Remember Billy Bass, the irritating fish crooning ‘Don’t worry. Be happy’? Well, the advice is official.
Thanks to the publication of the ‘Worrier’s Guide to Risk’, the key messages of the Prime Minister’s Risk and Regulatory Advisory Council have been boiled down to three notions, based on the ideas of David Spiegelhalter, Winton Professor of the Public Understanding of Risk at Cambridge University.
First: life’s uncertain – we don’t always know what will happen. Second, evidence can mislead us, we can’t always see the full picture and thirdly, what about me – should I worry?
It gives sensible advice for confronting the never-ending stream of media stories about the risks of modern life: check the source of claims – they would say that wouldn’t they anyway; become more numerate – twice almost nothing is still almost nothing and avoid jumping to conclusions.
The new report of the RRAC takes the advice upstream (sorry) and suggests, as a society, that if we are going to resist the cry that ‘something must be done’ a new debate about public risk is needed. The work of the RRAC focused on risk aversion in the police, on the health and safety regime for small businesses and on community resilience. It has issued a number of practical guides for policy makers on ‘Tackling Public Risk’ and Risk Communication and also a discussion paper outlining the elements of the risk landscape in which we live.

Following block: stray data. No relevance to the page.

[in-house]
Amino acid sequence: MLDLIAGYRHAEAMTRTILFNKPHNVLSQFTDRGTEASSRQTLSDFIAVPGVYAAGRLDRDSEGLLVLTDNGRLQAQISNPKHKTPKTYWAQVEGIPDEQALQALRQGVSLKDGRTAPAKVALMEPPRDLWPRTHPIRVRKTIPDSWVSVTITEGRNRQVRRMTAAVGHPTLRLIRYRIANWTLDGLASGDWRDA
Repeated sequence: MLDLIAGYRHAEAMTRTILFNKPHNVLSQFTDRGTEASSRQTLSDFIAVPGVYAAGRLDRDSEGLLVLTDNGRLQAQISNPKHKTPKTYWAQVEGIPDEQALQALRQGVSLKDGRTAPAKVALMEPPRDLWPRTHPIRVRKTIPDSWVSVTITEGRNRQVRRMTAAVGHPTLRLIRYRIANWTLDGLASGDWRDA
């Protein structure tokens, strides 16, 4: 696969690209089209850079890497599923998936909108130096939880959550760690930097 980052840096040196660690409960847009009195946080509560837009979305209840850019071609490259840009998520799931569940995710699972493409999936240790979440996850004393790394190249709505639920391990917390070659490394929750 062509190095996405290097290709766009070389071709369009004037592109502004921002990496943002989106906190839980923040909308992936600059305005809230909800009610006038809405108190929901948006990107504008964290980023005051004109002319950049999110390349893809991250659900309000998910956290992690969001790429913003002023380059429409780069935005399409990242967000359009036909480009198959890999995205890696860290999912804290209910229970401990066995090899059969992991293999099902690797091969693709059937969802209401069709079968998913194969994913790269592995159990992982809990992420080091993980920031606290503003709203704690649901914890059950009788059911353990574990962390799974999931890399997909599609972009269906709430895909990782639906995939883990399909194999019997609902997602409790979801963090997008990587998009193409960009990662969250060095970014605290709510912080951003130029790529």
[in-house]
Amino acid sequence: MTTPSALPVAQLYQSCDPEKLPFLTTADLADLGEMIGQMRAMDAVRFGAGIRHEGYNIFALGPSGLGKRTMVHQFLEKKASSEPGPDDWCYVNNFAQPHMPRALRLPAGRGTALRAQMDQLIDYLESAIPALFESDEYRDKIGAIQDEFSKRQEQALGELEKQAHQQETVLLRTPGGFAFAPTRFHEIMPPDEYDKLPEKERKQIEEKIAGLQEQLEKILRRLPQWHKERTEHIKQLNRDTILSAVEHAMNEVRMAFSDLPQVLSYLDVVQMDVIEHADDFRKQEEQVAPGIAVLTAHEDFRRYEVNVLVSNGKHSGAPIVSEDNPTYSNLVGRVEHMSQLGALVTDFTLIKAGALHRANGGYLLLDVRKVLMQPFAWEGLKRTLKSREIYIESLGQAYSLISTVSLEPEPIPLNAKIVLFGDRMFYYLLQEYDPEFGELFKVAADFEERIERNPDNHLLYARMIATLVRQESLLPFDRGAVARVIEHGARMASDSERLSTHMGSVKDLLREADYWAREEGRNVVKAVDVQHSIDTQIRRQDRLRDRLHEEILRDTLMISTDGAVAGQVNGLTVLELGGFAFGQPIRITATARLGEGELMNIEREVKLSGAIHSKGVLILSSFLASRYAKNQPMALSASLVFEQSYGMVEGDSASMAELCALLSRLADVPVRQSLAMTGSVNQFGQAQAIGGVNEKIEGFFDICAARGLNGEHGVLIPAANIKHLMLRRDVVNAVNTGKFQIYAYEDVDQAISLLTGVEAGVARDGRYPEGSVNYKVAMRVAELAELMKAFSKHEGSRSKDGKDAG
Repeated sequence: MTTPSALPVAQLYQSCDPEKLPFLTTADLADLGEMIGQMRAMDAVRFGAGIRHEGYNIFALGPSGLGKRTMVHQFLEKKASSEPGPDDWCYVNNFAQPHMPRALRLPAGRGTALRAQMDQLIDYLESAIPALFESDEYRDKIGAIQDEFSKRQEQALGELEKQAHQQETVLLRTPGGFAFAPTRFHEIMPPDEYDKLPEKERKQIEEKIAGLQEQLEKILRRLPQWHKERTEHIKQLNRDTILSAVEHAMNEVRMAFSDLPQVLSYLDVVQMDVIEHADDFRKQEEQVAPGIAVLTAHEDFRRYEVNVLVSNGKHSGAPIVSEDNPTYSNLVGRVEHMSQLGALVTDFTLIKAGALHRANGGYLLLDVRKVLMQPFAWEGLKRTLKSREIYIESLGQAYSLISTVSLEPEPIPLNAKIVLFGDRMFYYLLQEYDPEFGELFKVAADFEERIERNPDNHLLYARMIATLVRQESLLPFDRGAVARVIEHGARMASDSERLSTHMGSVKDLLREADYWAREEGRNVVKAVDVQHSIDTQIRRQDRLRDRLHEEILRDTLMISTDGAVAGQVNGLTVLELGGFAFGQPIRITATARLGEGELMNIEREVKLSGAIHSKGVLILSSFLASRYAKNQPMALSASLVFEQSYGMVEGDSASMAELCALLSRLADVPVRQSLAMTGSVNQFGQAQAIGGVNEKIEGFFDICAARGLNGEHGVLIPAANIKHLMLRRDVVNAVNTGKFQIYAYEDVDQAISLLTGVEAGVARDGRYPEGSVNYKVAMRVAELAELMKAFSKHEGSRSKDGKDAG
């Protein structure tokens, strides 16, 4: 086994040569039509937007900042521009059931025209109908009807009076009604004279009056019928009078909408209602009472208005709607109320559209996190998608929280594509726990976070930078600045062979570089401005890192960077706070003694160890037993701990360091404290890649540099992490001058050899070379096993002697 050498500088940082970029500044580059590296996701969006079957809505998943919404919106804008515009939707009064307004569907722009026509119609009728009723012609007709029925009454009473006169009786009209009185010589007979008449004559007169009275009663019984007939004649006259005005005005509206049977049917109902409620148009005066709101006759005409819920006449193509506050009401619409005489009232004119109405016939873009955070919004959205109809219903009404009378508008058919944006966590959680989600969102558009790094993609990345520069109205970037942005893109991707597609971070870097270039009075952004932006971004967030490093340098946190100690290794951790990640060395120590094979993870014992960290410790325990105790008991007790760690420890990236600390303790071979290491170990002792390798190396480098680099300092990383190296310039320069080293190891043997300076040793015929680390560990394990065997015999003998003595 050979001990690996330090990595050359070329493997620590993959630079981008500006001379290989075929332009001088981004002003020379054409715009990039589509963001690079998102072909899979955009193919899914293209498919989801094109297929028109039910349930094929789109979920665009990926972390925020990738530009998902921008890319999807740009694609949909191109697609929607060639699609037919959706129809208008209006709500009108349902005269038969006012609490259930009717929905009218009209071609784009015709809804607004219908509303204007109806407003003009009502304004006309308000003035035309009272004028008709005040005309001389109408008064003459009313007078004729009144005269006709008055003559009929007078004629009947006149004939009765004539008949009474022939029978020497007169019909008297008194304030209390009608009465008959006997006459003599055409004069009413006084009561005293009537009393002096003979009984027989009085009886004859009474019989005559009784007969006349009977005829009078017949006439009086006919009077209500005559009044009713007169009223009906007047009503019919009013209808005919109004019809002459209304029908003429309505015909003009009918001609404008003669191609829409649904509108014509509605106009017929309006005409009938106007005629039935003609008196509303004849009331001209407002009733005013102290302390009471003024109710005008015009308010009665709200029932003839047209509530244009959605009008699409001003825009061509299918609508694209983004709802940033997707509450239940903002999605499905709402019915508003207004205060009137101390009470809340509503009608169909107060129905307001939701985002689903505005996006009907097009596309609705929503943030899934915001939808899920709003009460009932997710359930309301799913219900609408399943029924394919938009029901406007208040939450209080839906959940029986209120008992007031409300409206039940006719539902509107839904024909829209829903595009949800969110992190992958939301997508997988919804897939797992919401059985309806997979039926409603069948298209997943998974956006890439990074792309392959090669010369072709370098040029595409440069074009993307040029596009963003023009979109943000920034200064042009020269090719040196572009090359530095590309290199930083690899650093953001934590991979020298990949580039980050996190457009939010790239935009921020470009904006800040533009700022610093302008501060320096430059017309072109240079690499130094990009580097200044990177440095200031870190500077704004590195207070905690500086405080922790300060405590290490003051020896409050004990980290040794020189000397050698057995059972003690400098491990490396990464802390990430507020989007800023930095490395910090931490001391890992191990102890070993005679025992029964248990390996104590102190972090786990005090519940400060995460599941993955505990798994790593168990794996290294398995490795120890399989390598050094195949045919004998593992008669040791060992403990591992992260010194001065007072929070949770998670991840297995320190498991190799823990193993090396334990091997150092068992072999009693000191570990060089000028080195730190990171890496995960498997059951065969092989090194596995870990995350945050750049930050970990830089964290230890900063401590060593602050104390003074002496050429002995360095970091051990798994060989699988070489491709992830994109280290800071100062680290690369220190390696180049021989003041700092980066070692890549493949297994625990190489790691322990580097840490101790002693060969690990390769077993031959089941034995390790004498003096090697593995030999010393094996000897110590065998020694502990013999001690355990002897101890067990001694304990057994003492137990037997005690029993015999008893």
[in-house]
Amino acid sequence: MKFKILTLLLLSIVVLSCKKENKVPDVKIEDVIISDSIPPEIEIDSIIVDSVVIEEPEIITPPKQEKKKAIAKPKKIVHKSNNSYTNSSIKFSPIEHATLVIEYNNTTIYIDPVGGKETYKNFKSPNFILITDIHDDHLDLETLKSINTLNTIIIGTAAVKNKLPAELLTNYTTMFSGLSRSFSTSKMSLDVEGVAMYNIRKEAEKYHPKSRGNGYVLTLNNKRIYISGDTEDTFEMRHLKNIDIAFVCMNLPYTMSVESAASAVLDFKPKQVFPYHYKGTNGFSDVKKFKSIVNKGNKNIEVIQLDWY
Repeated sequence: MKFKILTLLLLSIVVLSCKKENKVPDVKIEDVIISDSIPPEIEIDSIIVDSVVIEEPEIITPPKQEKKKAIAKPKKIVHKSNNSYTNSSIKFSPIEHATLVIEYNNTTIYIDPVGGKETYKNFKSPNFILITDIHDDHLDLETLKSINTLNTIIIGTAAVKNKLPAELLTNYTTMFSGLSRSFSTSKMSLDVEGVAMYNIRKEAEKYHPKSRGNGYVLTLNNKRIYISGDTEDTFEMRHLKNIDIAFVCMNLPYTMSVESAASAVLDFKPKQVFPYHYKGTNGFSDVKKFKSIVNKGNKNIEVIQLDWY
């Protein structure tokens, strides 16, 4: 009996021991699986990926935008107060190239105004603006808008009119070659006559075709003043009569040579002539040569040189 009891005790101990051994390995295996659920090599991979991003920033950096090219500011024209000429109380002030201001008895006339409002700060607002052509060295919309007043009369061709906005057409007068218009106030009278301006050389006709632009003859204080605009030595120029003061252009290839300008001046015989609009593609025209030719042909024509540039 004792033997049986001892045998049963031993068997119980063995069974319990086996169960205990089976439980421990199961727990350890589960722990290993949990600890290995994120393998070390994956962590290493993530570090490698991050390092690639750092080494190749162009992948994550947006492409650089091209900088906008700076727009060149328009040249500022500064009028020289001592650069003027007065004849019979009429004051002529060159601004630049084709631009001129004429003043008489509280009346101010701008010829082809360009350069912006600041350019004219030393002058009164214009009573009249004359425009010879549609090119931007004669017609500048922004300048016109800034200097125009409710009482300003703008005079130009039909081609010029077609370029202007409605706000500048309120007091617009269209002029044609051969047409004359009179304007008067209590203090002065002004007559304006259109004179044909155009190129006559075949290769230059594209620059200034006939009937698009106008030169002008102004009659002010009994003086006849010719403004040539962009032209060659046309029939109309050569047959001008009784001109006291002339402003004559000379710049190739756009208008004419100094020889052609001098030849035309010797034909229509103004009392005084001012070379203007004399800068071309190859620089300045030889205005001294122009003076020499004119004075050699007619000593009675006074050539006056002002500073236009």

It’s challenging stuff, especially for those of us who have spent many years as regulators. But, as a society we need to talk about what risks we wish to regulate – and there are many – but also which we want to think about differently, which we want to accept, and how we can avoid being caught up by the risk-mongers, intent on creating an epidemic of fear for their own gain.
After all, stuff happens.